Katie Letcher Lyle

Books & Articles:


from I Thought My Father Was God
And Other True Tales from NPR's National Story Project

┬ęPicador USA, 2001

I Thought My Father Was God


One bitter winter night when Cochran was about thirteen and Jennie six, I took them to the local ice-cream parlor, one of the few places in town where college students and locals manage to coexist peacefully, sometimes even cordially. I didn't realize it was fraternity initiation week at the college until, out of the icy night, a young man appeared in the doorway, teeth chattering, clad in nothing but maroon bathing trunks and a filthy white T-shirt covered in bright arcs of mustard and catsup. His hair was sprinkled with chopped onions, and something like syrup or molasses had been poured over his head and was drizzling down into his face and dripping from his earlobes. Standing in the open doorway, puffing haze with every breath, this sorry sight announced to the eight or ten tables of customers and the two women behind the counter that he had to find a girl who was willing to go back to his fraternity and dance with him for five minutes, and wouldn't someone--Please . . . ?

Every woman in the place stared aghast, squirming uncomfortable, giggling, looking away. The waitresses in their white uniforms practically screamed in unison that they couldn't leave the ice-cream parlor unattended. The miserable fellow then began to cruise from table to table, but no one wanted to meet his eye. It was impossible to look at him without feeling disgust.

Finally, he got to us. "Ma'am?" he said to me, eyes pleading. I could hardly bear to be near him. But suddenly a thought hit me. I leaned down and said to Jennie, "Would you like to go to a fraternity party? It's a kind of dance."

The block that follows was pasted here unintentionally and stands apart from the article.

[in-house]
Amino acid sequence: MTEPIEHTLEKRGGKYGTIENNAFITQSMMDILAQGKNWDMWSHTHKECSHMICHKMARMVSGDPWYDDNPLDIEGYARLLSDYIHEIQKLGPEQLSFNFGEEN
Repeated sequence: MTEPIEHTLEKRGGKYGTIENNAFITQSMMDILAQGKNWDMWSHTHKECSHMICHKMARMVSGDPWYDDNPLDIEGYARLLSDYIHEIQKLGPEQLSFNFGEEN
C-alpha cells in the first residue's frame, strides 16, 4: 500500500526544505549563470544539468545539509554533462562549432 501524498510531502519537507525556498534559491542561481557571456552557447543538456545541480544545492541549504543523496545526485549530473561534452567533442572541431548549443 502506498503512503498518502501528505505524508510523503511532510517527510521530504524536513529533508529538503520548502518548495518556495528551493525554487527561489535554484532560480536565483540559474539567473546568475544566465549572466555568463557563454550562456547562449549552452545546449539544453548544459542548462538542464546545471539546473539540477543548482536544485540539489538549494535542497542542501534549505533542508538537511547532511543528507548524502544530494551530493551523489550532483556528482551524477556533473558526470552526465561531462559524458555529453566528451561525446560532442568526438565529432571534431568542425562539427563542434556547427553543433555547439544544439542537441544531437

Jennie's green eyes lit up. "Yeah!" she said, breaking into a big smile. Ignoring Cochran's appalled glare, I said to the young man, "This is Jennie. You'll have to walk slow or carry her. She's retarded, and she has cerebral palsy."

Trapped animal. "But, ma'am--" he began to protest. "I'll ger her dirty--I mean--" and he spread his arms to show me what he looked like, just in case I hadn't noticed.

"It's okay," I said, "she's washable. So are her clothes."

His eyes darted around frantically, but he realized that this was the only chance he was going to get to make it into the fraternity of his dreams. So I stuffed Jennie into her hooded jacket, and he hoisted her onto one hip, mashing her against the garish clots of condiments on his chest. Then he carried her off into the darkness.

Now I had to contend with Cochran. Always Jennie's fiercest protector, he had been stopped from preventing this disaster only by his larger-than-life sense of propriety. His blue eyes were huge and terrible over his Oreo sundae.

"Mother!" he whispered (he called me that only when he was angry). "You didn't even get his name! You don't even know what fraternity he's going to! Do you even have any idea what they do at fraternities? What if he doesn't bring her back?"

"Oh, don't worry," I said with artificial cheer, suddenly realizing how irresponsible I had been. "He'll bring her back. . . ."

But my heart sank. Cochran was right. It had been more than a quarter of a century since my honeysuckle days as the sweetheart of Kappa Sig, and I had no idea what went on in fraternities today. Jennie is one of God's innocents, a child who once described a stranger as "a friend I don't know yet." Anyone could take advantage of her. Oh God, why hadn't I stopped to think? I sat watching my root-beer float turn into a polluted lake of foam. Before long, it had become a metaphor for my careless life. My mind tortured me. I saw the headlines in the newspaper: LOCAL CHILD KIDNAPPED . . . SEX MANIAC POSES AS COLLEGE STUDENT . . .

I wondered how many of us in Sweet Things could give an accurate description of the young man to the police. I thought he was maybe five-nine, and I thought I recalled that his hair was a sort of brownish blond. Or was it blondish brown? . . .

"They'll be right back," I assured Cochran.

And soon they were. The young man, already looking a lot less miserable, plopped Jennie down in her chair, thanked me with a jerky, truncated bow, and once again disappeared into the night, leaving behind only his unique perfume and a few bits of diced onion bobbing in my float.

"Jennie!" I exclaimed in delirious relief. "Did you have a good time?"

"Yeah," she said. "We danced, and they had loud music, and it was great. And Mama? Cochran? Did you notice? He had a rainbow on his shirt!"

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